More Than a Police Officer

Maybe the television shows about a police officer solving crimes or chasing the bad guys intrigue you. Maybe you’re interested in a degree in law enforcement because you want to serve and protect the public, without becoming a police officer. Regardless of the category you fit into, a degree in law enforcement includes more than becoming a police officer.

The purpose of a degree in law enforcement is to teach you how to:

  • Work with investigators
  • Handle evidence
  • Handle legal documents
  • Serve and protect the public
  • Use defense tactics
  • Use firearms

The degree acts as a stepping stone to other careers that are connected to the criminal justice and law enforcement fields. For example, you can work as a licensed private investigator and work for individuals, private firms or police agencies. Many private investigators specialize in a criminal justice field like fraud or homicide. Thus, you can conduct surveillance to help expose cheating spouses or criminal activities. Here are some other interesting careers connected to a degree in law enforcement.

Forensics Analyst
In this job you’d be responsible for gathering, classifying, identifying and analyzing evidence collected at crime scenes. You may be required to travel to different crime scenes to collect the evidence. Typically, you’re employed by the county, city or state crime lab.  

Federal Marshal
A federal marshal is employed by the U.S. government’s executive branch. So, you’d be responsible for protecting court officers and juries, maintaining security at federal courts and transporting prisoners. You may even track down fugitives.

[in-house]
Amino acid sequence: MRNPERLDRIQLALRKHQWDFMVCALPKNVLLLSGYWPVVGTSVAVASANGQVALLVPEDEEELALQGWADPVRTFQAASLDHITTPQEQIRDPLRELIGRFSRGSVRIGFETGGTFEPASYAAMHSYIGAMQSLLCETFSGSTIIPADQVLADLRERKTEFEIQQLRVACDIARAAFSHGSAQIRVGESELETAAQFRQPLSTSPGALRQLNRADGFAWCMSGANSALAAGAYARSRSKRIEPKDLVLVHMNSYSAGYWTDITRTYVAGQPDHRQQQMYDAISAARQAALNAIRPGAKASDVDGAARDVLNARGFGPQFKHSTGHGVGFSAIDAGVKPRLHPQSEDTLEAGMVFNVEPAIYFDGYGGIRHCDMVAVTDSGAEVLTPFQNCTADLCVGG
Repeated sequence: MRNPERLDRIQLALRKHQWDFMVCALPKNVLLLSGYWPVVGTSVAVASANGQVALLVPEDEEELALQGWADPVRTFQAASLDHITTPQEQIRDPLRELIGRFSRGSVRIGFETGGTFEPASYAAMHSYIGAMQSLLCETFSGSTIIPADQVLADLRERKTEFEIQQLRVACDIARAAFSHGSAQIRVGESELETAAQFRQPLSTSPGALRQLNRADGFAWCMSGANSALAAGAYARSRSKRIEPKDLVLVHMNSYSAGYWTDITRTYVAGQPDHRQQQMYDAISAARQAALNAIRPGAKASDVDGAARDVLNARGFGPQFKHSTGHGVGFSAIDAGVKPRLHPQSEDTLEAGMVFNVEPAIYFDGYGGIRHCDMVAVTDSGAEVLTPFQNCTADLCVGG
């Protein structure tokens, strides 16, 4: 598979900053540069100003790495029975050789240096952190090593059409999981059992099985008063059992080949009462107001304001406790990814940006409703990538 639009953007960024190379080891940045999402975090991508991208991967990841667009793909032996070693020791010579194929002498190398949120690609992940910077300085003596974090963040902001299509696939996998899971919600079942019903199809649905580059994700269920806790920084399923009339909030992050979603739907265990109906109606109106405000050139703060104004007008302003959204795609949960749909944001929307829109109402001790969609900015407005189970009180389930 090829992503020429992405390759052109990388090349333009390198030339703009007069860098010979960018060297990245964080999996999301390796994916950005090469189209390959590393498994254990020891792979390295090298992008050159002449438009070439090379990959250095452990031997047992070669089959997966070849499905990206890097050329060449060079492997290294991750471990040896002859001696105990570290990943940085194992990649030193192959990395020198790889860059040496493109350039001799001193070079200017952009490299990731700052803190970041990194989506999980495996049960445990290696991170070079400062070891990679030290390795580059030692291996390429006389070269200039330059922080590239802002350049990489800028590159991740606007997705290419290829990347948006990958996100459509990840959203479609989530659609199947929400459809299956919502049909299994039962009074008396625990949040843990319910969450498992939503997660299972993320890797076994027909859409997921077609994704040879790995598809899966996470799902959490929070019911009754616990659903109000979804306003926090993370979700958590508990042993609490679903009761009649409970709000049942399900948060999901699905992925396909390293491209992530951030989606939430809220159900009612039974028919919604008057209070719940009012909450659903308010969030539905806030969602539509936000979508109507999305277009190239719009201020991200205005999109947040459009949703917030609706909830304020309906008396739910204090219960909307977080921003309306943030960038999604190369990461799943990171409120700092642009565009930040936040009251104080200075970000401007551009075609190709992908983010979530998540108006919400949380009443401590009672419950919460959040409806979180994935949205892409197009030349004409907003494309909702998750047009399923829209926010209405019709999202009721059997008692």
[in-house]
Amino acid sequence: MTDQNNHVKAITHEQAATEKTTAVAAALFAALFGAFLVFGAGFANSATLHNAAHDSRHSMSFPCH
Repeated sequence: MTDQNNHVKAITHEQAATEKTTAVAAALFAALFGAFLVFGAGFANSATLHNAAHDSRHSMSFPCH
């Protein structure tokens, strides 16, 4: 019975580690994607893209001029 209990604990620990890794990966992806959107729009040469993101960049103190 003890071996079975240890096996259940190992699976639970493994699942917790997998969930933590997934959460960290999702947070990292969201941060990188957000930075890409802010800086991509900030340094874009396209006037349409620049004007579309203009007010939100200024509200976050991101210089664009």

As a lawyer, you’d represent or prosecute individuals in civil or criminal matters. You can use your degree to figure out a specialization you’d like to practice later such as criminal law or elder abuse. You could also choose a specialty outside of law enforcement like bankruptcy or probate law.

If you’re interested in law, but not presenting clients or trying cases, you have the option of becoming a paralegal. You’d work in a law firm, government agency or as an independent consultant to help lawyers. For example, you’d conduct research, organize documents, analyze information and prepare information for trials, hearings and meetings.

A career in law enforcement doesn’t stop at becoming a police officer. The degree gives you plenty of career opportunities. Many of these careers such as private detective or paralegal may not require additional education. Other careers like becoming a federal marshal requires a combination of a degree and law enforcement work experience. Regardless of the career you’re interested in pursuing, it starts with a degree in law enforcement.

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